Hebrews 2:6

Monday, 20 August 2018

But one testified in a certain place, saying:
“What is man that You are mindful of him,
Or the son of man that You take care of him? Hebrews 2:6

The author is still speaking of the contrast between the authority of angels and that of the Son. In order to show the supremacy of the Son, he now refers to the 8th Psalm. In this though, he uses an unusual literary technique by saying, “But one testified in a certain place, saying.”

The word “testified” gives the sense of an earnest testimony which thoroughly bears witness to something. The word “certain place,” is better translated as “somewhere.” The Greek word is pou. It is the genitive case of an indefinite pronoun pos. It is wholly indefinite. The question raised then is, “Why would the author not simply say, “In the psalms,” or something more definite. It is the same term he uses in Hebrews 4:4 –

“For He has spoken in a certain place of the seventh day in this way: ‘And God rested on the seventh day from all His works.’”

Charles Ellicott gives a sound reason for the wording by saying, “As a rule, the words of Scripture are in this Epistle quoted as God’s own utterances; and though the nature of the quotation (which is an address to God) made this impossible here, the writer seems to gladly avoid the mention of the human prophet, perhaps as distracting the thought from the divine prophecy.”

The author (most probably Paul) is writing to a Hebrew audience. In order to ensure that the citation is carefully handled as the word of God, though spoken through a prophet (who is speaking to God), he defers to this literary technique. It then makes sure that his use of the quote is still rightly considered as from a divine source (thus “testified” is being applied to God’s testimony because it is recorded in His word). He then next cites the intended words, beginning with Psalm 8:4 which says, “What is man that You are mindful of him.”

David is speaking to the Lord (Yehovah). He is in awe of the magnificence of the creation which is so splendid and glorious. And yet, God with all of creation to tend to and to rejoice in, still takes notice of man. It seemed almost incomprehensible to David that God would even consider man at all, much less dwell among him (meaning among Israel in the sanctuary) and reveal His thoughts to him (meaning through prophets). This is especially so because man had rebelled against God, and he continued to do so every chance he could get. David was overwhelmed with the idea that God could direct His attention to man considering all of this.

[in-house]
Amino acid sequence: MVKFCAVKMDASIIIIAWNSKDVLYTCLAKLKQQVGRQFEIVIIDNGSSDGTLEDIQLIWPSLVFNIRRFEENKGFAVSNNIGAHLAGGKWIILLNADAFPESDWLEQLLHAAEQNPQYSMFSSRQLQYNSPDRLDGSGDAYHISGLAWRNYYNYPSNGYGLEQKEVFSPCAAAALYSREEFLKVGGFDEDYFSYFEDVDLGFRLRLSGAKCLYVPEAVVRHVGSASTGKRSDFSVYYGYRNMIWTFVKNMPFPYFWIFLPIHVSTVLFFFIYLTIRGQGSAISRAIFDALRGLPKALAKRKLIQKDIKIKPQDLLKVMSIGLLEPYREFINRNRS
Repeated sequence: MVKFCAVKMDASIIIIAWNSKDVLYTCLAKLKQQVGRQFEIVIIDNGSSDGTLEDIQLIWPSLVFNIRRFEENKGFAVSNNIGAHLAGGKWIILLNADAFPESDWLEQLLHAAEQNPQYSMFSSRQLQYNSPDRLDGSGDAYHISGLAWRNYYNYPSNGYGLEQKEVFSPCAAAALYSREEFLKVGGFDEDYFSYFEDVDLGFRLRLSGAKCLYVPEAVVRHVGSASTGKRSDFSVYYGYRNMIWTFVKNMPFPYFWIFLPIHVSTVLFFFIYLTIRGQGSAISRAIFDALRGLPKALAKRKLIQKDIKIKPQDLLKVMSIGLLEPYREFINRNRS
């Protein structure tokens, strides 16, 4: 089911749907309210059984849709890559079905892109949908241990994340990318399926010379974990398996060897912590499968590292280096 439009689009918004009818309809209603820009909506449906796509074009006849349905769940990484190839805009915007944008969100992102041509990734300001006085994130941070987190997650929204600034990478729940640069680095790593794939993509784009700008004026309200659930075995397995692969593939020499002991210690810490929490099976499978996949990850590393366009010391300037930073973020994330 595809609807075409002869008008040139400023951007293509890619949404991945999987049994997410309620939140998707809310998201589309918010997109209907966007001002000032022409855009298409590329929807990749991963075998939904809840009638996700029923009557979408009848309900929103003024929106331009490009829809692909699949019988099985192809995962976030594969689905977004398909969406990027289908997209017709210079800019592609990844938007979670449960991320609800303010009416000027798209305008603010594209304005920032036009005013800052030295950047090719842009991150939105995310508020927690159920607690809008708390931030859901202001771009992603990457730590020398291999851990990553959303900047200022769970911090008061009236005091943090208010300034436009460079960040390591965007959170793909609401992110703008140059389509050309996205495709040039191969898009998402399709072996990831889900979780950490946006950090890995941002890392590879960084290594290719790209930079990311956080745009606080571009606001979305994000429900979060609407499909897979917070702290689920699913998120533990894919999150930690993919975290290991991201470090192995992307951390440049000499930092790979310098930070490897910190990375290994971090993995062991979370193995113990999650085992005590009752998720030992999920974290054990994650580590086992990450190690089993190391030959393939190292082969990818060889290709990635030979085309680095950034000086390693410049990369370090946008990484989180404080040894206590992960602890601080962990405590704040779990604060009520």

The author continues to cite David’s words of Psalm 8:4 with the words, “Or the son of man that You take care of him?” The term “son of man” is still speaking of man – the ongoing issue of one man to the next. God created Adam, and the details of Genesis 1 & 2 show that man had special value to, and a purposeful relationship with, God. However, Adam turned from God. How could He still then be mindful of him after that? And more, Adam’s sons continued to rebel, even getting worse and worse. Each time God would intervene and call man back to Himself in a new way, directing the steps of humanity as if there was a greater purpose for him. The Greek word for “take care” is one which indicates divine visitation. It isn’t just that the Lord throws him food to eat and walks away, but that He inspects him, visits him, and ensures that he will be OK. David pondered the matter, realizing that there must be more to man than his simply being an animal that could be slaughtered for food or put in a zoo to be gazed at. Instead, there is a quality of man that actually makes him important to God in a most profound way.

The author will continue citing the psalm, directing our attention to the one Man who is the point and purpose of God’s attention to man.

Life application: When we are told to go out into the world in order to spread the gospel, it is because man (all men, from every tribe and nation) have value to God. It is man who devalues himself through his vile conduct and senseless rejection of God. But if man can be turned from that, there is a great and eternal purpose for him in God’s economy. Let us look at our fellow humans with eyes that match those of the Lord, wanting all to be saved and to eternally fellowship with Him.

Lord God, the gospel is a message intended for all men of every color, culture, and condition. It is not a message which is forced on others, insisting they submit to Your rule. Instead, it is a message of love, calling out that we willingly return to You. This is the greatness of the gospel. You have allowed us to return willingly and to be reconciled to You, even though You have done all that is necessary to make it happen. What a wonderful offer of peace and reconciliation! Thank You for this display of love. Amen.

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